Israeli Foreign Minister Sylvan Shalom left Jerusalem on Monday for Morocco, where he is to discuss a normalisation of relations with the North African country, Aljazeera reported.
During talks with King Muhammad VI and Moroccan Foreign Minister Muhammad Benaissa, Shalom is expected to raise the question of re-opening liaison offices in Tel Aviv and Rabat, closed following the September 2000 outbreak of the Palestinian uprising.
Reacting to the news, Palestinian Authority official Ahmad Abd al-Rahman said, "It is a shame that some Arab countries have decided to receive the Israeli foreign minister while the democratically elected palestinian president is under siege in his office."
He questioned the kingdom's motives in opening the door to Israel again.
"Is Morocco rewarding Israel for killing the Palestinians and building the huge apartheid wall on our land?" he asked.
In Morocco, too, the response was negative.
Khalid Soufiani, the president of Morocco’s Palestine Supporters Association, said, “It would be catastrophic to re-establish ties with Israel, and contrary to the wishes of the majority of Moroccan people.”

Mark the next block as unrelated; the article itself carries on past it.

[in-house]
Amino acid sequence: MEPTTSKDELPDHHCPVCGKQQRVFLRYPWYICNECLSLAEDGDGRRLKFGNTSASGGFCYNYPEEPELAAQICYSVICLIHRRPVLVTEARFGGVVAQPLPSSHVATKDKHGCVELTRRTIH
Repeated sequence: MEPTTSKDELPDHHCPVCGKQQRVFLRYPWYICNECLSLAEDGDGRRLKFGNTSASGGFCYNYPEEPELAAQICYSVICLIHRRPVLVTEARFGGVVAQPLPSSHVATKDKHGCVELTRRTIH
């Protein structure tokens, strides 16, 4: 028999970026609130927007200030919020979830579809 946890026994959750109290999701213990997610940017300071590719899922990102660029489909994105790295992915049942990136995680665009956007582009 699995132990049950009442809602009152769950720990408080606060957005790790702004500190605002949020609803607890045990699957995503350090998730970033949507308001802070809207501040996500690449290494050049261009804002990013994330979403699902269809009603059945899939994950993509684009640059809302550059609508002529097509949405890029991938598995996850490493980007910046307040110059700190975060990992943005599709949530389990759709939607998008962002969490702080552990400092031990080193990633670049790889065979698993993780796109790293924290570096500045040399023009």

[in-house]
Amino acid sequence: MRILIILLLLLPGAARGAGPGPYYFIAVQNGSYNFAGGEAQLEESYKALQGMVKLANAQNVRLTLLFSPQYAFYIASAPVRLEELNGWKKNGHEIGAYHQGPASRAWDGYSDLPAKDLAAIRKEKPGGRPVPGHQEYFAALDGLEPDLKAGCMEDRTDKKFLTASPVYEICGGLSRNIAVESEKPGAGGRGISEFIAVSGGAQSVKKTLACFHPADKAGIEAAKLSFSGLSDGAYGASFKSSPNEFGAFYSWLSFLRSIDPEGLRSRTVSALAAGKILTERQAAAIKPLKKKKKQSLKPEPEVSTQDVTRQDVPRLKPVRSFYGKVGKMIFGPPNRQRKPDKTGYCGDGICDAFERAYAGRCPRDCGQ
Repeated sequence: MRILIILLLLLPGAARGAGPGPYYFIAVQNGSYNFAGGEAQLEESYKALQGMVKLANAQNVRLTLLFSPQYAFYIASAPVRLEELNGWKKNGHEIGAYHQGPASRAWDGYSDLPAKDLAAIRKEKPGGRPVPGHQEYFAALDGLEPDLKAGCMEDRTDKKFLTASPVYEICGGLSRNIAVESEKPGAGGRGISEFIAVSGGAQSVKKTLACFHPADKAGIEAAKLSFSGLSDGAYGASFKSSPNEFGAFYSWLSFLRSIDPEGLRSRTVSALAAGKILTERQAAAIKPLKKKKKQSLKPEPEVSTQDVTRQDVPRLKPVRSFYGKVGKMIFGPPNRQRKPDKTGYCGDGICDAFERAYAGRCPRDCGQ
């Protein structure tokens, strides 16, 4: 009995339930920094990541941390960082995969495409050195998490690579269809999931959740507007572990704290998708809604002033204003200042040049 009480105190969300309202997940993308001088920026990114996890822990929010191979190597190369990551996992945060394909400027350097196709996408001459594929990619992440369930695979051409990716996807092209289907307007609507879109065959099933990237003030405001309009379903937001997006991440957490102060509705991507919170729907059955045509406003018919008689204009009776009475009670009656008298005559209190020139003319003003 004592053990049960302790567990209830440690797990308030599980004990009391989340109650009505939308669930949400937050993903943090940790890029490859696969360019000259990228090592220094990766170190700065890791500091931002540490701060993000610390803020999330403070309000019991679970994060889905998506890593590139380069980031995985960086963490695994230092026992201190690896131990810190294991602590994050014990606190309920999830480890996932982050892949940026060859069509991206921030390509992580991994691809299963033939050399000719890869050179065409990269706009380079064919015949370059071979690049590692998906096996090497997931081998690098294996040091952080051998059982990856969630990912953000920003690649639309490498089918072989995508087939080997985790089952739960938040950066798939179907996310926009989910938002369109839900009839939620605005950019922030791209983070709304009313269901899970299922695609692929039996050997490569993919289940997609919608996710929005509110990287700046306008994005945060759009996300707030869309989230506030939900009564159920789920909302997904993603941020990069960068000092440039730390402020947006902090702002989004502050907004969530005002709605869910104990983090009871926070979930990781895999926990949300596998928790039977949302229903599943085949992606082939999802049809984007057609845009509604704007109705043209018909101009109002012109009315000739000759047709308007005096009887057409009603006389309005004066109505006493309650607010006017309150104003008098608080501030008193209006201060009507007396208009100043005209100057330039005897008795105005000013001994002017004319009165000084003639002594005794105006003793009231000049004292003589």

The talks come at a sensitive time, with an escalation in the Israel/Palestine conflict and daily attacks on Palestinian territories.
“They have chosen a very bad moment to do this, when Palestinians are being massacred daily,” said Soufiani.
“The government should categorically refuse to normalise relations, but I fear they may go ahead in order to please America”
President of Morocco’s Palestine Supporters Association
“The government should categorically refuse to normalise relations, but I fear they may go ahead in order to please America.”
This is not the first high level meeting between the two nations. Shalom secretly met with his Moroccan counterpart Muhammad Bin Issa in August 2003, when the latter accompanied Palestinian Prime Minister Mahmud Abbas on a visit to Morocco. Aljazeera reported.
At present, the only Arab countries to maintain diplomatic relations with the Jewish state are Egypt, Jordan and Mauritania though in 2002 Egypt limited contacts to those that would help the Palestinians’ cause.
Although Arab populations tend to support the continued isolation of Israel, governments are tempted to open diplomatic channels to curry favour with the United States.